THE CATHOLIC THREAD

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TNLawPiper
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Re: THE CATHOLIC THREAD

Post by TNLawPiper » Wed May 24, 2017 10:23 pm

DepartedLight wrote:
Wed May 24, 2017 9:10 pm
Good evening.

I am Sacrementally married and civilly divorced.

The chances of reconciliation are slim to none.

I am not in full communion with the Roman rite and have obstained from the Sacrement offered at Mass.

I have no physical or emotional issues with remaining faithful to the Church teachings is this odd situation.

Why am I telling you this?

Not real sure. But there it is.
Having walked in similar shoes, I sympathize with you. The Lord who gave us the Eucharist also gave us baptismal water, crucifixes, blessings, and the sign of the cross. Of course they're no substitute for the Real Presence, but they impart little bits of grace upon us.

God bless.

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Re: THE CATHOLIC THREAD

Post by Thunktank » Wed May 24, 2017 11:53 pm

TNLawPiper wrote:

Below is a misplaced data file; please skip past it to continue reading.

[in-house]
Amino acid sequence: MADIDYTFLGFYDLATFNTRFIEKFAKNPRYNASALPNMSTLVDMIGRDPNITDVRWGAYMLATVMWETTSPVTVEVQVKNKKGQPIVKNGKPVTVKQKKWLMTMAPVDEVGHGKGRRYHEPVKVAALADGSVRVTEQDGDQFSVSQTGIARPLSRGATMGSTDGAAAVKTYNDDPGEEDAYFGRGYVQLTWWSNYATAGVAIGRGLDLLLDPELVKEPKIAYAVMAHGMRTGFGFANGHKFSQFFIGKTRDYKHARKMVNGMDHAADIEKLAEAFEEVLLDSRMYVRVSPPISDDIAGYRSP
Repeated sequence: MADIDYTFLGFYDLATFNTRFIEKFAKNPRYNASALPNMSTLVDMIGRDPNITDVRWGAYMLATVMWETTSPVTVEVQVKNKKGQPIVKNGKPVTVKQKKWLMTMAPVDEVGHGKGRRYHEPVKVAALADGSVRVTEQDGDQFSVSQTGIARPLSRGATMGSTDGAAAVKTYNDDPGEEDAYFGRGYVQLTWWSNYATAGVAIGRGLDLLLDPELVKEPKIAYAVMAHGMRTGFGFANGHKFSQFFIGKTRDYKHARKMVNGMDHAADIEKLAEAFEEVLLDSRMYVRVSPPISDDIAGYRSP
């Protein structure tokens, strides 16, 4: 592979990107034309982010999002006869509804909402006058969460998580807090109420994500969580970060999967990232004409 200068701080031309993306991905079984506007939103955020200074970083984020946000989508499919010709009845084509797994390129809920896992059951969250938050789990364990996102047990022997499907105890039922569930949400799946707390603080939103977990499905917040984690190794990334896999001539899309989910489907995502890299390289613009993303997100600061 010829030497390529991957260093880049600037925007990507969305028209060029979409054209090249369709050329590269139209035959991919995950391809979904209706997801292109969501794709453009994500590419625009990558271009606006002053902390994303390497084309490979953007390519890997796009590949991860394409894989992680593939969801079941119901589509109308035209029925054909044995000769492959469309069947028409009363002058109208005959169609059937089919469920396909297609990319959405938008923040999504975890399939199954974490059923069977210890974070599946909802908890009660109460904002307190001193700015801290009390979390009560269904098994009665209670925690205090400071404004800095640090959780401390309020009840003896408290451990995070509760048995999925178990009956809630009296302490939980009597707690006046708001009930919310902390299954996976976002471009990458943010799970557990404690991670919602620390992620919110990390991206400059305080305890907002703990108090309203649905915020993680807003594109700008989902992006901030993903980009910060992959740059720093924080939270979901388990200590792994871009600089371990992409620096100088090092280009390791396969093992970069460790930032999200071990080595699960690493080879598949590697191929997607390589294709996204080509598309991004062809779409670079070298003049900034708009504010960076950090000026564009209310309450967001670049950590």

Wed May 24, 2017 10:23 pm
DepartedLight wrote:
Wed May 24, 2017 9:10 pm
Good evening.

I am Sacrementally married and civilly divorced.

The chances of reconciliation are slim to none.

I am not in full communion with the Roman rite and have obstained from the Sacrement offered at Mass.

I have no physical or emotional issues with remaining faithful to the Church teachings is this odd situation.

Why am I telling you this?

Not real sure. But there it is.
Having walked in similar shoes, I sympathize with you. The Lord who gave us the Eucharist also gave us baptismal water, crucifixes, blessings, and the sign of the cross. Of course they're no substitute for the Real Presence, but they impart little bits of grace upon us.

God bless.
I didn't know that being civilly divorced meant that you were barred from the Eucharist, except for a time perhaps. I thought people barred themselves from the Eucharist if they were sacrementally married, civilly divorced, never got an annulment and then civilly remarried. :confused:

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Re: THE CATHOLIC THREAD

Post by TNLawPiper » Thu May 25, 2017 6:32 am

Thunktank wrote:
Wed May 24, 2017 11:53 pm
TNLawPiper wrote:
Wed May 24, 2017 10:23 pm
DepartedLight wrote:
Wed May 24, 2017 9:10 pm
Good evening.

I am Sacrementally married and civilly divorced.

The chances of reconciliation are slim to none.

I am not in full communion with the Roman rite and have obstained from the Sacrement offered at Mass.

I have no physical or emotional issues with remaining faithful to the Church teachings is this odd situation.

Why am I telling you this?

Not real sure. But there it is.
Having walked in similar shoes, I sympathize with you. The Lord who gave us the Eucharist also gave us baptismal water, crucifixes, blessings, and the sign of the cross. Of course they're no substitute for the Real Presence, but they impart little bits of grace upon us.